Tuesday, May 10, 2011

Chawly Changer

I very rarely carry cash and thus I am even less likely to have change. However, after a week where I got TWO parking tickets due to a lack of change, I decided it was necessary for me to carry SOME change. For a while I stored it in a small, flat PCMCIA card case that came with a laptop modem I had some time ago (the case outlasted the modem by a long shot and was twice as useful). That worked well, as it sat nicely in the business card slot in my Tumi Alpha T-Pass Expandable Laptop Briefcase (whew that is an awkward name). The only problem was getting change out proved to be difficult. Plus, you can't really store a ton of change this way.

Some poking around on the Internet led me to the Chawly Changer. CutleryLover did a review of his changer:



It is not an expensive item--about $8.10 for the changer plus shipping. I have had one for about three months now, and it works very, very well. You can drop it into larger jeans coin pockets or into your main pocket. You can also put it in your car to have quick and easy access to a good deal of change without it slopping around in a utility compartment or cup holder. It is completely rattle free and I have never had coins sneak out.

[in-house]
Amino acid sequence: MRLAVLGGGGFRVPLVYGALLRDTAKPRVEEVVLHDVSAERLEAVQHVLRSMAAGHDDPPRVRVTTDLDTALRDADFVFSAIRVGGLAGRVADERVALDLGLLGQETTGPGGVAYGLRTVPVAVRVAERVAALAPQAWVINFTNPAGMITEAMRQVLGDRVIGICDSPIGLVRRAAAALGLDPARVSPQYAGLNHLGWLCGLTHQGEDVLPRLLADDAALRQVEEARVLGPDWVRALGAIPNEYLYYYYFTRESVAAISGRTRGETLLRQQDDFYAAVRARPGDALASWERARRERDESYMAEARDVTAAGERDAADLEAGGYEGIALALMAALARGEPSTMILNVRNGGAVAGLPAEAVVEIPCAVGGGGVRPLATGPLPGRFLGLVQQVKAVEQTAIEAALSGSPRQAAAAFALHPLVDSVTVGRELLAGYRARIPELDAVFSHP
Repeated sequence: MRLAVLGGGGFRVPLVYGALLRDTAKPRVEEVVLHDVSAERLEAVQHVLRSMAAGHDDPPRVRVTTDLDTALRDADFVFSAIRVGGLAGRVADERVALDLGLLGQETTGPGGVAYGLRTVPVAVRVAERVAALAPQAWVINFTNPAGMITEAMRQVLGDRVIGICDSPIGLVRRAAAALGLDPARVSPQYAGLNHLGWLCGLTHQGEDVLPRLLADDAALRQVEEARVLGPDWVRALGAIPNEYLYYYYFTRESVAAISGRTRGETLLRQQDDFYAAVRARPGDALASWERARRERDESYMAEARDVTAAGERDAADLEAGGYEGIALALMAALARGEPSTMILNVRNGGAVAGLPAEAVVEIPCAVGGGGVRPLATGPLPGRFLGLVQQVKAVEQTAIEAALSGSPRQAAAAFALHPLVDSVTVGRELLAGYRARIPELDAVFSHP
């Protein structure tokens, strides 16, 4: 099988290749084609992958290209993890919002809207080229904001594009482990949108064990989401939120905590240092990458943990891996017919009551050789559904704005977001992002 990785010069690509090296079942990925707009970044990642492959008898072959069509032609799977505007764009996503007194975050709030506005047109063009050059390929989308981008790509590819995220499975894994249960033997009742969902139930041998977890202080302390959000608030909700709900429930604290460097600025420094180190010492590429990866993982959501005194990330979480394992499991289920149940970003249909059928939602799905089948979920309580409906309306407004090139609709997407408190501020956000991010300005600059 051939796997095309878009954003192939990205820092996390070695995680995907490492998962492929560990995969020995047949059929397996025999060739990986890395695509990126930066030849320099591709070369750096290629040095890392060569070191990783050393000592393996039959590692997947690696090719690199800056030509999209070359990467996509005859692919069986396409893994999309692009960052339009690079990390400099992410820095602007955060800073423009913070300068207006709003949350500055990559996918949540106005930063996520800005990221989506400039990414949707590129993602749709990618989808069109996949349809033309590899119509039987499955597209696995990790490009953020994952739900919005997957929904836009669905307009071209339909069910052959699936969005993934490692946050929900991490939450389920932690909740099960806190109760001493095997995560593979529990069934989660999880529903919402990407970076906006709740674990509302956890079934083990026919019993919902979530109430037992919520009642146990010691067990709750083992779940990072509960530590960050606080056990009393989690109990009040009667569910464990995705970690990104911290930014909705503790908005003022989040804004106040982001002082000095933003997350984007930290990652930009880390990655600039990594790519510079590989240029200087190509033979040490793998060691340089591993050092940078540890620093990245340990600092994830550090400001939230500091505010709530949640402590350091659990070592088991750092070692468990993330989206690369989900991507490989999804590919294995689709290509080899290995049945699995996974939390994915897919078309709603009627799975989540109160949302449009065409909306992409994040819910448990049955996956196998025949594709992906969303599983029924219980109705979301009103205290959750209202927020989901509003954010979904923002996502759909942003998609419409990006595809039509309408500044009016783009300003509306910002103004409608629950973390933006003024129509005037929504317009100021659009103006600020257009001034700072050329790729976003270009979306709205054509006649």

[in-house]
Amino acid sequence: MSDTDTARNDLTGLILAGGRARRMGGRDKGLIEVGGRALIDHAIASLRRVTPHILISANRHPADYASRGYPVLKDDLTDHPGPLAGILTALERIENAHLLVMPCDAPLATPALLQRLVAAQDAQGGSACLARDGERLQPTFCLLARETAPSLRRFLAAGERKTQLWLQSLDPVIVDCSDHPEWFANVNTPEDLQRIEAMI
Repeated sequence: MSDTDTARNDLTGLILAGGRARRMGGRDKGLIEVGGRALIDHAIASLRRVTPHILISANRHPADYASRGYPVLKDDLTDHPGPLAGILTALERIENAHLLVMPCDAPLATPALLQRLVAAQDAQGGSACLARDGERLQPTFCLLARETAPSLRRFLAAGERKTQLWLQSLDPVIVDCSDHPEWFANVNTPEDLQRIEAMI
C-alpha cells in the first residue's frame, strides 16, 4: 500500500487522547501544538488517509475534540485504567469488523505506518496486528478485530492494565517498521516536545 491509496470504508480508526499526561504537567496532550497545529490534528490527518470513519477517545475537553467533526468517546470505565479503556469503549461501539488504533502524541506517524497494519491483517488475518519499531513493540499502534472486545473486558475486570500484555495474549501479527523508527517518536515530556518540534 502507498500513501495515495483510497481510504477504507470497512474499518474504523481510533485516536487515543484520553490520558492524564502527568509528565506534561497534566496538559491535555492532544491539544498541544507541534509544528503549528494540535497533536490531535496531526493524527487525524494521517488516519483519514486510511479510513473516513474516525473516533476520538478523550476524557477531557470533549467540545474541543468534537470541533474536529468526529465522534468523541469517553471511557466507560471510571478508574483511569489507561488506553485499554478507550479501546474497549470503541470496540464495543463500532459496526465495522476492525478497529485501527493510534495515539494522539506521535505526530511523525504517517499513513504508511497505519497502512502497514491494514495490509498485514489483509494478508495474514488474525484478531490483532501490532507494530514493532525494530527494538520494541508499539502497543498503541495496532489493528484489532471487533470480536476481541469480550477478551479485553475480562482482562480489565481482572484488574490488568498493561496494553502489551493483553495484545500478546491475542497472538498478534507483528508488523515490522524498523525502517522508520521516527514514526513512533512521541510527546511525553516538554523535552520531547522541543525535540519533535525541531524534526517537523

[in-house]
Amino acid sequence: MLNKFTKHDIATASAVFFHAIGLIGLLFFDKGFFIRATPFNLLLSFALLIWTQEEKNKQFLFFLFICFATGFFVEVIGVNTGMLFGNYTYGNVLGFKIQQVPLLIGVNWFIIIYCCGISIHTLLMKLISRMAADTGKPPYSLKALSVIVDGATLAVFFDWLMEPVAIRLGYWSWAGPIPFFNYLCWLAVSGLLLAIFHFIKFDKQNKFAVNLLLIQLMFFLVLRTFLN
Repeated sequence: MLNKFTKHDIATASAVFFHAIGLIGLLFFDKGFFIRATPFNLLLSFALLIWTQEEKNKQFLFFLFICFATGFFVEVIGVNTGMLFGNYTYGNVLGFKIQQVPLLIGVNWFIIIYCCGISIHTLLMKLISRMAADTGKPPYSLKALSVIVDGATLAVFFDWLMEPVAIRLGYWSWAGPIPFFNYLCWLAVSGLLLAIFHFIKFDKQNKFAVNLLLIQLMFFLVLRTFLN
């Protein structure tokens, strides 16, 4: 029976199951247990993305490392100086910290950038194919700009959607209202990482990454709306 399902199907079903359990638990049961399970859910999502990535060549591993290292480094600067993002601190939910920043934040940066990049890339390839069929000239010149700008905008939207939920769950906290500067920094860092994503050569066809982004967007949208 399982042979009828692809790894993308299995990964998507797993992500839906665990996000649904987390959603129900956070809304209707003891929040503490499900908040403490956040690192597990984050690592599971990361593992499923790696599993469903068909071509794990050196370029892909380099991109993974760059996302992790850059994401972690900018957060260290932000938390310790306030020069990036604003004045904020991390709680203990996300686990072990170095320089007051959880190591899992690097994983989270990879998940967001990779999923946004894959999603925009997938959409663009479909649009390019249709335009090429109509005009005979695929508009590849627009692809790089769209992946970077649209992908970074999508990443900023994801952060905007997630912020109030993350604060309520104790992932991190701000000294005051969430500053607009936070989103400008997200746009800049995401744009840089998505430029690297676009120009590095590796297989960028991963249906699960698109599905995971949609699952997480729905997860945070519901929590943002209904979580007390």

It works like those built in change holders in cars, which seem to have vanished in favor of about three dozen cup holders scattered around the front of a car. There is a spring under a plastic platform and the spring and platform are set into a tube. Here the tubes are relatively shallow, allow you to carry only $1.70 (with dimes in the penny slots). Larger tubes might make the changer too heavy. Here the design prevents the platform of wobbling out of the tube ensuring even pressure on the coins (helping to keep them in place). The entire unit is made of nice plastic. It is chamfered all over the place. There is a hump on one side and a depression on the other, aligned with each other in the center of the changer, to allow you to pinch it between your index finger and thumb and spin the changer around to access various coins. The coin tubes are very well made, there are tight tolerances on all of the tubes both in diameter and in depth (the dime tube being the worst and even then the spring keeps it in place quite well). You can easily retrieve coins with one hand. Adding coins can be done with one hand, but it is a little bit of finger yoga.

For less than $9 it is totally worth it to try it out, plus it is produced by the inventor here in the USA. It only works with US coins. I like mine a lot. And it has made me hunt for and keep change, something I didn't really do before.

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